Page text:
Thanks for your kind words and suggestions, everyone! There's too much here for me to address individually, but I'll try to hit the most salient points.
The biggest deal-breaker seems to be the shop, followed by the population growth suggestions that I made (artifacts, I admit, of not being able to tell whether the designers want city sprawl or few cities). On top of that, CdrRogdan made some points I want to address.
The shop: The problem with the shop is two-fold. It's not that outfitting your champions is bad or even that being able to buy or sell at any point in time is bad (though I, personally, would prefer that buying and selling only be possible in one's own territory, I can understand why others would disagree). The first problem, as we all pretty much agree, is that you buy and sell at massively inflated gildar prices at the shop. The second problem is that unlike the rest of the game, it has no connection to any of your other resources. In the current game, gildar can somehow take the place of all other resources, but only for the special people, and that bugs me. In real life, I can't hammer gold into a [functional] sword; I have to use iron, and that has to come from my stocks.
While I said "kill the merchant," an admittedly extreme phrase, I didn't mean that it should be impossible to outfit your champions or buy stuff for them. I meant that the moneybags go away ("the merchant" versus, say, "the blacksmith") and all purchases point back to your resources, as if you were buying (or selling; Malsqueak made an excellent point I'd been thinking about, specifically that you could break down items found in your travel into their components and add those to your stores) that item for any of your rank-and-file troops. If we don't make it require city production, that breaks immersion slightly, but it's much, much less so than the current "resources from the ether" paradigm.
For that matter, I could even see still allowing you to buy items, so long as the buying prices stay where they are and the selling prices get way, way lowered. Such an event would occur on the basis that your merchants might have underground connections, and obviously not all of your metal/crystal/whatever is flowing to your kingdom's coffers. It would be akin to rush-buying, except you're black-market buying instead. So long as doing this would be an enormous financial burden to your kingdom (20 turns of net tax receipts for a horse... or I could just use one of my horses), which requires fixing sale prices, and you could only do it every once in a while, it's not a deal-breaker.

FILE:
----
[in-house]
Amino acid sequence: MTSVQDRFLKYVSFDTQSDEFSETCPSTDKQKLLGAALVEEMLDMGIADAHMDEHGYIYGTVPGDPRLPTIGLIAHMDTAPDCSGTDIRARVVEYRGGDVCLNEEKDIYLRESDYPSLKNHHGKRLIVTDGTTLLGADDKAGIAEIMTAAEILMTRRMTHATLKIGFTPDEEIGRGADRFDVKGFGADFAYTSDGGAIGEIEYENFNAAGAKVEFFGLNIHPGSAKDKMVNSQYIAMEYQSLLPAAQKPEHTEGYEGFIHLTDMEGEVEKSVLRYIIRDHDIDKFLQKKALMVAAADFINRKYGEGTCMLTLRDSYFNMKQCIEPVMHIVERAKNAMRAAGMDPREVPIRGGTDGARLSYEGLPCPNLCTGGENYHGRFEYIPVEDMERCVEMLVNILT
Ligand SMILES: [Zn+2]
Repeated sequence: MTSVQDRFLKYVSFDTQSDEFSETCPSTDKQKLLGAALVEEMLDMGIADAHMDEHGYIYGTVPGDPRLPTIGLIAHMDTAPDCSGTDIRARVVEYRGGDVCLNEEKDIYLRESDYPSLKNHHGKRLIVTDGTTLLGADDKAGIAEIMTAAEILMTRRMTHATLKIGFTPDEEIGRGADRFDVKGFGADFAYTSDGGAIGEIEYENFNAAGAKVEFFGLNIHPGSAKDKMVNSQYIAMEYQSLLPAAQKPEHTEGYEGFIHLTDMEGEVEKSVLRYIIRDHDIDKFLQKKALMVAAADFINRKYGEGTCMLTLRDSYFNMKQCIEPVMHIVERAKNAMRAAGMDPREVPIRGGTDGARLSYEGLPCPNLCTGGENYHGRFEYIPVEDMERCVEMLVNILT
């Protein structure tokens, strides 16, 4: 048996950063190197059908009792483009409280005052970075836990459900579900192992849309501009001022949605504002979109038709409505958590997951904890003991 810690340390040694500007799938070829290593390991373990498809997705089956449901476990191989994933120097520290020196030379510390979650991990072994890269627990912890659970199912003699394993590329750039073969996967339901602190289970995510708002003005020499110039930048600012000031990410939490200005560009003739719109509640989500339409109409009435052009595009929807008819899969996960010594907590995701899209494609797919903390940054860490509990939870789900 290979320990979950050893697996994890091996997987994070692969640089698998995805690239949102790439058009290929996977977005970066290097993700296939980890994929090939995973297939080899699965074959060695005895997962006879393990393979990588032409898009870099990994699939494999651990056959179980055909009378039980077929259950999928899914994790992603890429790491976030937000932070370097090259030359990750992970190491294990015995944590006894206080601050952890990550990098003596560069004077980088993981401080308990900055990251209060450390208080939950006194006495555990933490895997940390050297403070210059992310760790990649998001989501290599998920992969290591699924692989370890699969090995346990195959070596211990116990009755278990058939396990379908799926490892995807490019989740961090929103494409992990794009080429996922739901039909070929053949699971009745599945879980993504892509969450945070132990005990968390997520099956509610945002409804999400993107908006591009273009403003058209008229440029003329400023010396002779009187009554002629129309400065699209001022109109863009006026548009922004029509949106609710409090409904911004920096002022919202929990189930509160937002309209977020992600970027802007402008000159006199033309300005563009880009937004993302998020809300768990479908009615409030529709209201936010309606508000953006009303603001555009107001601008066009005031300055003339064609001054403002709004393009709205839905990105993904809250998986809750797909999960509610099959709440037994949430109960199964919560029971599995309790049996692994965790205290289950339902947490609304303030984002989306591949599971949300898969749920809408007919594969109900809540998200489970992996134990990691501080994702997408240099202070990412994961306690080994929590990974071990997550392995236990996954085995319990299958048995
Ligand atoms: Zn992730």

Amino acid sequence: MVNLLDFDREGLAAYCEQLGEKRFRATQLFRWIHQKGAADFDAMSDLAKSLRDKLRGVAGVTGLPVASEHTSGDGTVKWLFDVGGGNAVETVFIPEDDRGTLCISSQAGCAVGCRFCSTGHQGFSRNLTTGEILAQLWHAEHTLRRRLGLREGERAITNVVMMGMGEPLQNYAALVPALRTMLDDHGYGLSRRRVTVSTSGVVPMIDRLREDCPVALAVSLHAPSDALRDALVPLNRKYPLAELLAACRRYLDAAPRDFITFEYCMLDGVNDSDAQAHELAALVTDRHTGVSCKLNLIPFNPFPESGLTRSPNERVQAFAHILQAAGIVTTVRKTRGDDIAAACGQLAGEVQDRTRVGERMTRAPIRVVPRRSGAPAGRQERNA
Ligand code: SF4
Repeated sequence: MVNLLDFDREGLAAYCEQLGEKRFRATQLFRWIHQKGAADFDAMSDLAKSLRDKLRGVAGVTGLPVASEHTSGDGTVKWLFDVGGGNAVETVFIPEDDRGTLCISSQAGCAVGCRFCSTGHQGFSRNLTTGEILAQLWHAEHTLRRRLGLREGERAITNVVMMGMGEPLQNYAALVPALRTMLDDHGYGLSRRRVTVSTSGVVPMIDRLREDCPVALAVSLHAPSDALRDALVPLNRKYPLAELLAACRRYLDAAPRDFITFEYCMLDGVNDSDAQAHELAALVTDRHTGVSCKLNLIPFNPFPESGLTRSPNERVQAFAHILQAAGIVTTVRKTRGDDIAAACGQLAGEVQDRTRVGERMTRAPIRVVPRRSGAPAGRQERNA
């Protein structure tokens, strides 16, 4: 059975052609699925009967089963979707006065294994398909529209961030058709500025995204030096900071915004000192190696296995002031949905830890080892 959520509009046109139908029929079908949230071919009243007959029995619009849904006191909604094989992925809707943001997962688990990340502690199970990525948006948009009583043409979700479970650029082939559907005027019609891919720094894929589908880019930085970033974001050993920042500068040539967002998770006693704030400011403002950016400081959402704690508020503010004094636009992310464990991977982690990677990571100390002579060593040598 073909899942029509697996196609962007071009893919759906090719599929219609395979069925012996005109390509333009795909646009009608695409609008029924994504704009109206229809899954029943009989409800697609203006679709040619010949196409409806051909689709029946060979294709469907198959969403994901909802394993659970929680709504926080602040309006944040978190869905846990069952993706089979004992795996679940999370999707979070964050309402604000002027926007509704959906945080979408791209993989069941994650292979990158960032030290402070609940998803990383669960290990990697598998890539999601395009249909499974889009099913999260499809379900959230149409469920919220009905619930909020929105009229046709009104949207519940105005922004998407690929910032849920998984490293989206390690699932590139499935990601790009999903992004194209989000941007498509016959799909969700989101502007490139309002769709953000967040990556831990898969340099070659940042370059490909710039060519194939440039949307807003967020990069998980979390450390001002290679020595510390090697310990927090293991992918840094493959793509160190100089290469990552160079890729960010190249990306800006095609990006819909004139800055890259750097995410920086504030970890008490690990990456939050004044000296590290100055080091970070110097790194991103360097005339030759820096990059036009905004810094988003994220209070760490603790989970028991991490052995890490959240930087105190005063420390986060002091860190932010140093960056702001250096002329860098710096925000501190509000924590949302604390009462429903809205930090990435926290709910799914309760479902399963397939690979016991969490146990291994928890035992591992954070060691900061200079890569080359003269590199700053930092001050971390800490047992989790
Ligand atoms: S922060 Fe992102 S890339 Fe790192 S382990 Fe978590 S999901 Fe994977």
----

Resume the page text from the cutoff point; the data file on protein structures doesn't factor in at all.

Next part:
Lugging it all back to town and even using production to build the items are areas where I tend towards verisimilitude, but they're not critical. The critical thing is to get resources into the buy/sell screen, and that means getting the gildar [mostly] out. I don't care if they keep the merchant screen and just repurpose the buy and sell options; I just care that they eliminate the magical leprechaun with the unending coffers of gold and replace him with something more reasonable.
Food: I was well aware that this was the weakest part of my post, and I actually deliberately threw in a grab-bag here because of the problems I described in the "City Growth" section above it. I tried to address both the possibility that the developers wanted few cities and that they wanted many of them. Actually, my favorite suggestion is elimination or reduction of upkeep costs for stationed units based on the food level of that city. This would make it wise to create the most powerful, expensive unit you can and station it in your city-- you're not paying for it, and now the city has some real defense. What a difference from the deserted, undefended cities of .86. Aside from that note, there have been good suggestions all around, and I'll let those stand on their own merits.